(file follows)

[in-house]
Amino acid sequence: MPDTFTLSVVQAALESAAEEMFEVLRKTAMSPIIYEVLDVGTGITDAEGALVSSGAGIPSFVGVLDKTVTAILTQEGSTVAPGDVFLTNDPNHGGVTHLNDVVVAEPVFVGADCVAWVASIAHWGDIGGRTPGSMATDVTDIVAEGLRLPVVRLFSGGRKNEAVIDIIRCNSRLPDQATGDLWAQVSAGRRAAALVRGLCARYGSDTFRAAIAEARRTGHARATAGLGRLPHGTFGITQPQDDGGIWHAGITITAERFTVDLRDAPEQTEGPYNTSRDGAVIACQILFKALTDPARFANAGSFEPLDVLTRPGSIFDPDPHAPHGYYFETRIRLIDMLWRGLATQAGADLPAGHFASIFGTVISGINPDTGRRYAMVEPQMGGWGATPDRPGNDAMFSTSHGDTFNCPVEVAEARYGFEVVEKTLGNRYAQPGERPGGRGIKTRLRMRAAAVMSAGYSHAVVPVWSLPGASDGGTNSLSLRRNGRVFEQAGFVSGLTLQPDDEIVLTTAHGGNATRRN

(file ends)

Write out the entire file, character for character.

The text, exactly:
[in-house]
Amino acid sequence: MPDTFTLSVVQAALESAAEEMFEVLRKTAMSPIIYEVLDVGTGITDAEGALVSSGAGIPSFVGVLDKTVTAILTQEGSTVAPGDVFLTNDPNHGGVTHLNDVVVAEPVFVGADCVAWVASIAHWGDIGGRTPGSMATDVTDIVAEGLRLPVVRLFSGGRKNEAVIDIIRCNSRLPDQATGDLWAQVSAGRRAAALVRGLCARYGSDTFRAAIAEARRTGHARATAGLGRLPHGTFGITQPQDDGGIWHAGITITAERFTVDLRDAPEQTEGPYNTSRDGAVIACQILFKALTDPARFANAGSFEPLDVLTRPGSIFDPDPHAPHGYYFETRIRLIDMLWRGLATQAGADLPAGHFASIFGTVISGINPDTGRRYAMVEPQMGGWGATPDRPGNDAMFSTSHGDTFNCPVEVAEARYGFEVVEKTLGNRYAQPGERPGGRGIKTRLRMRAAAVMSAGYSHAVVPVWSLPGASDGGTNSLSLRRNGRVFEQAGFVSGLTLQPDDEIVLTTAHGGNATRRN